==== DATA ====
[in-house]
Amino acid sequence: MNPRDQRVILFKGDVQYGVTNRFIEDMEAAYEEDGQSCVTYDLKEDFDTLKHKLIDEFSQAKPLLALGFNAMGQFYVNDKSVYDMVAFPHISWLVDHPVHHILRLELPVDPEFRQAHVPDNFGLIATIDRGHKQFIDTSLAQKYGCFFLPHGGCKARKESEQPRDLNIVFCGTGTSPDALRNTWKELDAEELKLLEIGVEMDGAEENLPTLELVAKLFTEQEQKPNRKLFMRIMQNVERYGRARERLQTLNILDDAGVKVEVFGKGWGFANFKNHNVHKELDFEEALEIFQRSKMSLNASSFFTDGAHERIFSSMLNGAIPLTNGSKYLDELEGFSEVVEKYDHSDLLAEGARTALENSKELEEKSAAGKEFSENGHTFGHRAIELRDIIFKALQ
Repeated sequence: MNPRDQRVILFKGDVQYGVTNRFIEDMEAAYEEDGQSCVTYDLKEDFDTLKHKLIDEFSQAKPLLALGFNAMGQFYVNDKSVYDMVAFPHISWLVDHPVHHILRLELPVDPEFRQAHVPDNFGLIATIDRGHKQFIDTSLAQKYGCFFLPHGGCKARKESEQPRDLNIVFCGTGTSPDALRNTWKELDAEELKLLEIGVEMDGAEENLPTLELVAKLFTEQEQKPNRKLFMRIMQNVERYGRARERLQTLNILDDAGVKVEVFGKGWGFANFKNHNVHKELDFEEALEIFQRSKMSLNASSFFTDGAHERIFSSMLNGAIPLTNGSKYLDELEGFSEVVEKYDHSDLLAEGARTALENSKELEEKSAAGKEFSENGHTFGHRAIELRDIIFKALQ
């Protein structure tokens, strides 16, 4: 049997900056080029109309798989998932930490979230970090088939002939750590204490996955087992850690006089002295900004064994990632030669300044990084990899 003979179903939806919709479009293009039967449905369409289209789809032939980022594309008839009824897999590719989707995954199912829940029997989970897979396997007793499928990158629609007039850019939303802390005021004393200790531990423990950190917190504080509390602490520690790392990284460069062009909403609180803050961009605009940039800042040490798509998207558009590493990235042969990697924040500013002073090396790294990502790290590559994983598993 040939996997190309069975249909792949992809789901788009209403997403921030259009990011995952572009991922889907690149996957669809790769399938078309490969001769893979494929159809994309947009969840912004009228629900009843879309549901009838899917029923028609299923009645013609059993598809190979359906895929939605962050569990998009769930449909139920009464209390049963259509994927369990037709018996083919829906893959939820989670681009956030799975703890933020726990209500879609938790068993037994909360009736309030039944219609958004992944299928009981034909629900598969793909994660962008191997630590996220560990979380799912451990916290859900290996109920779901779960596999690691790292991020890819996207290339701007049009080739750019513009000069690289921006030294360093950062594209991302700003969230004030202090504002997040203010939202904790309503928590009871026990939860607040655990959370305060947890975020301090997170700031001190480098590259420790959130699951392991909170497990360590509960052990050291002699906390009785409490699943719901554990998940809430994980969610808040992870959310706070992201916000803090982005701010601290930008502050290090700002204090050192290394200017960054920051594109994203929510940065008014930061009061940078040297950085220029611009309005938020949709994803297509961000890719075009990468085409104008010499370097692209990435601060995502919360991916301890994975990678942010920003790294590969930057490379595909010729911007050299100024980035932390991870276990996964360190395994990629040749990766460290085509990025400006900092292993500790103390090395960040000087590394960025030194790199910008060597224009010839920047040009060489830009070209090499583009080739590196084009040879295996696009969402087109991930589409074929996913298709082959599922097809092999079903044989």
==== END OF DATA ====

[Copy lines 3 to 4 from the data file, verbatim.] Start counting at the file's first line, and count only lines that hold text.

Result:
Repeated sequence: MNPRDQRVILFKGDVQYGVTNRFIEDMEAAYEEDGQSCVTYDLKEDFDTLKHKLIDEFSQAKPLLALGFNAMGQFYVNDKSVYDMVAFPHISWLVDHPVHHILRLELPVDPEFRQAHVPDNFGLIATIDRGHKQFIDTSLAQKYGCFFLPHGGCKARKESEQPRDLNIVFCGTGTSPDALRNTWKELDAEELKLLEIGVEMDGAEENLPTLELVAKLFTEQEQKPNRKLFMRIMQNVERYGRARERLQTLNILDDAGVKVEVFGKGWGFANFKNHNVHKELDFEEALEIFQRSKMSLNASSFFTDGAHERIFSSMLNGAIPLTNGSKYLDELEGFSEVVEKYDHSDLLAEGARTALENSKELEEKSAAGKEFSENGHTFGHRAIELRDIIFKALQ
């Protein structure tokens, strides 16, 4: 049997900056080029109309798989998932930490979230970090088939002939750590204490996955087992850690006089002295900004064994990632030669300044990084990899 003979179903939806919709479009293009039967449905369409289209789809032939980022594309008839009824897999590719989707995954199912829940029997989970897979396997007793499928990158629609007039850019939303802390005021004393200790531990423990950190917190504080509390602490520690790392990284460069062009909403609180803050961009605009940039800042040490798509998207558009590493990235042969990697924040500013002073090396790294990502790290590559994983598993 040939996997190309069975249909792949992809789901788009209403997403921030259009990011995952572009991922889907690149996957669809790769399938078309490969001769893979494929159809994309947009969840912004009228629900009843879309549901009838899917029923028609299923009645013609059993598809190979359906895929939605962050569990998009769930449909139920009464209390049963259509994927369990037709018996083919829906893959939820989670681009956030799975703890933020726990209500879609938790068993037994909360009736309030039944219609958004992944299928009981034909629900598969793909994660962008191997630590996220560990979380799912451990916290859900290996109920779901779960596999690691790292991020890819996207290339701007049009080739750019513009000069690289921006030294360093950062594209991302700003969230004030202090504002997040203010939202904790309503928590009871026990939860607040655990959370305060947890975020301090997170700031001190480098590259420790959130699951392991909170497990360590509960052990050291002699906390009785409490699943719901554990998940809430994980969610808040992870959310706070992201916000803090982005701010601290930008502050290090700002204090050192290394200017960054920051594109994203929510940065008014930061009061940078040297950085220029611009309005938020949709994803297509961000890719075009990468085409104008010499370097692209990435601060995502919360991916301890994975990678942010920003790294590969930057490379595909010729911007050299100024980035932390991870276990996964360190395994990629040749990766460290085509990025400006900092292993500790103390090395960040000087590394960025030194790199910008060597224009010839920047040009060489830009070209090499583009080739590196084009040879295996696009969402087109991930589409074929996913298709082959599922097809092999079903044989």